With a 36-0 vote in the California State Senate, and a 64-0 vote in the State Assembly, lawmakers in the Golden State approved the nation's first state-funded guaranteed income program and set aside some $35 million to be used for monthly cash payments to qualifying pregnant individuals and young adults who are no longer under foster care.
Details, such as the average monthly payment amount, remain unknown. Funding for the program will come directly from California taxpayers.
While the program received support from all California state lawmakers, a similar proposal in a less liberal state will likely encounter pushback from Republicans and other individuals with conservative values.
Many right-leaning opponents of guaranteed income programs argue that such a plan would chip away at the average American's worth ethic, and possibly create additional tax burdens that could negatively impact the economy, Forbes reported.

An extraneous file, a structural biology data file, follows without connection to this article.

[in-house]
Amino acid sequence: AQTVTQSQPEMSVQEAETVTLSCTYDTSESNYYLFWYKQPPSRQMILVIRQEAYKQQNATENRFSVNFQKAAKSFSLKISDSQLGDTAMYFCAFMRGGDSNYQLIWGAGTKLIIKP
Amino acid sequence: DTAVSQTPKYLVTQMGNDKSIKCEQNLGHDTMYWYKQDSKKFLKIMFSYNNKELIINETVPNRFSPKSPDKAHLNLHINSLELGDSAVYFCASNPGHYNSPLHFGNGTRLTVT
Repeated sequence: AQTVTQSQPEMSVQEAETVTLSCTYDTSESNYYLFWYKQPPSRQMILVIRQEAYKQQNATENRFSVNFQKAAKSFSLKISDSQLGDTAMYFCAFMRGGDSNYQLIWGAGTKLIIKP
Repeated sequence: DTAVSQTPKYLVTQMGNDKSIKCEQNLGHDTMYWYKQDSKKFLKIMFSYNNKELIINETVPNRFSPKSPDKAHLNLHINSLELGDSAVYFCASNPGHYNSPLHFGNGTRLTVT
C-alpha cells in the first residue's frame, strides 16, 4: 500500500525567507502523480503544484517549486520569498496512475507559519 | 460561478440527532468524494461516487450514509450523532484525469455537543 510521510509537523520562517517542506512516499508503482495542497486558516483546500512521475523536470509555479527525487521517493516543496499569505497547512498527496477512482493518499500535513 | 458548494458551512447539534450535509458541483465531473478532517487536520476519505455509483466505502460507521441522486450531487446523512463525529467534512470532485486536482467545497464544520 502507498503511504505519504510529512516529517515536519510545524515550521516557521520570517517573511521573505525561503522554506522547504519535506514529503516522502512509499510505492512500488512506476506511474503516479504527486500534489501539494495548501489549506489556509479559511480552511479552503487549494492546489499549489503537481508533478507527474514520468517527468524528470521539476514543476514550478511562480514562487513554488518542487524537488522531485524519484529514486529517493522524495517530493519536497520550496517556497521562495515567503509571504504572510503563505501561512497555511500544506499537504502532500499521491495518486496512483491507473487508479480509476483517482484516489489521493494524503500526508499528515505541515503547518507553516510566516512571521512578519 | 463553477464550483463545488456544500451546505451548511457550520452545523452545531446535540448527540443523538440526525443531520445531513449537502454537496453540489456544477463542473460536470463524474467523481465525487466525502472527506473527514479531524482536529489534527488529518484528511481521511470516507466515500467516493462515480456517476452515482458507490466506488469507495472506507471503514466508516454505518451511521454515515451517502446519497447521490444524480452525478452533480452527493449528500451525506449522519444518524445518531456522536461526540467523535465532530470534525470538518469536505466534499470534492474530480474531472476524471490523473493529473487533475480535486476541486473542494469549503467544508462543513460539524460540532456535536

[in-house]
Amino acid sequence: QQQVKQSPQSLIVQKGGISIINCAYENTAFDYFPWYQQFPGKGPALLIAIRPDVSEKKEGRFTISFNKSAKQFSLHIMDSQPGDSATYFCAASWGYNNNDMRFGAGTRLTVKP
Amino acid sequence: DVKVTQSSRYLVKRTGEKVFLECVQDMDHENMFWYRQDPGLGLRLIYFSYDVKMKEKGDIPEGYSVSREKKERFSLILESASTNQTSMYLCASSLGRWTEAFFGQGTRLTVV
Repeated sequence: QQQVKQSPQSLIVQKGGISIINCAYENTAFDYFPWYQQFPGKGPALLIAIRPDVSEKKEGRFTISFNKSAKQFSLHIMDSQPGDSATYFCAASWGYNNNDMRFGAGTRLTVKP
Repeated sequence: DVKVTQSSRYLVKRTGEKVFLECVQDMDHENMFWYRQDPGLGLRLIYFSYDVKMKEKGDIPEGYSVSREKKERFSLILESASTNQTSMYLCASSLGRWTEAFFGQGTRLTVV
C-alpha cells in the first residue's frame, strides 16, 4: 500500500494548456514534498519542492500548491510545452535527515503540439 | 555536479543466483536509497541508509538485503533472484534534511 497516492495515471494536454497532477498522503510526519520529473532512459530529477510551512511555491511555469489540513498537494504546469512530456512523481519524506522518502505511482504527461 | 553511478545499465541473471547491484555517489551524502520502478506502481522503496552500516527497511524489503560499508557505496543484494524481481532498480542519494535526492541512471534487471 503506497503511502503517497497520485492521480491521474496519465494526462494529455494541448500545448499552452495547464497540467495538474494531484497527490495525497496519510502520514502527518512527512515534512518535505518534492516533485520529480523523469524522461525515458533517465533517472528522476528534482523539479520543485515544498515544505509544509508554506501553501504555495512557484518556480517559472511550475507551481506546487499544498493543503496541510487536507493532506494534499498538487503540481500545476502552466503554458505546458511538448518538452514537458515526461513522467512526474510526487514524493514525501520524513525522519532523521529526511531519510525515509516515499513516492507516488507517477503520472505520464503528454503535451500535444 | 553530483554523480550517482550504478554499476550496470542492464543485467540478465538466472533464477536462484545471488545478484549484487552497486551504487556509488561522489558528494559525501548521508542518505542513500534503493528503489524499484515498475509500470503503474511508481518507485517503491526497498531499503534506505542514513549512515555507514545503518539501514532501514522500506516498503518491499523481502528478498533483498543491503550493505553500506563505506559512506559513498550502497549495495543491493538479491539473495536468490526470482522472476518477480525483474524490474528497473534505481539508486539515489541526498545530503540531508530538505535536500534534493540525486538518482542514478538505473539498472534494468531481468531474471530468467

Jon Coupal, president of the California-based Howard Jarvis Taxpayers Association, argued to the Associated Press that taxpayer funds would be better used for something such as scholarships, rather than a guaranteed income program.
"It's less offensive if it is targeted to people who truly need it," he argued.
Democratic California State Sen. Dave Cortese, who represents San Jose, asserted that the program will change the attitude of eligible individuals.
"It changes the philosophy from 'big brother government knows what's best for you,'" Cortese said. "We've been very prescriptive with that population as a state and as counties go. Look at the failure. Half of them don't get their high school diplomas, let alone advance like other people their age."
The passage, first reported by the AP, took place on the same day some 35 million families in the US began receiving their child tax credit. US President Joe Biden declared in a Thursday speech that the child tax credit will change the lives of US children "for the better."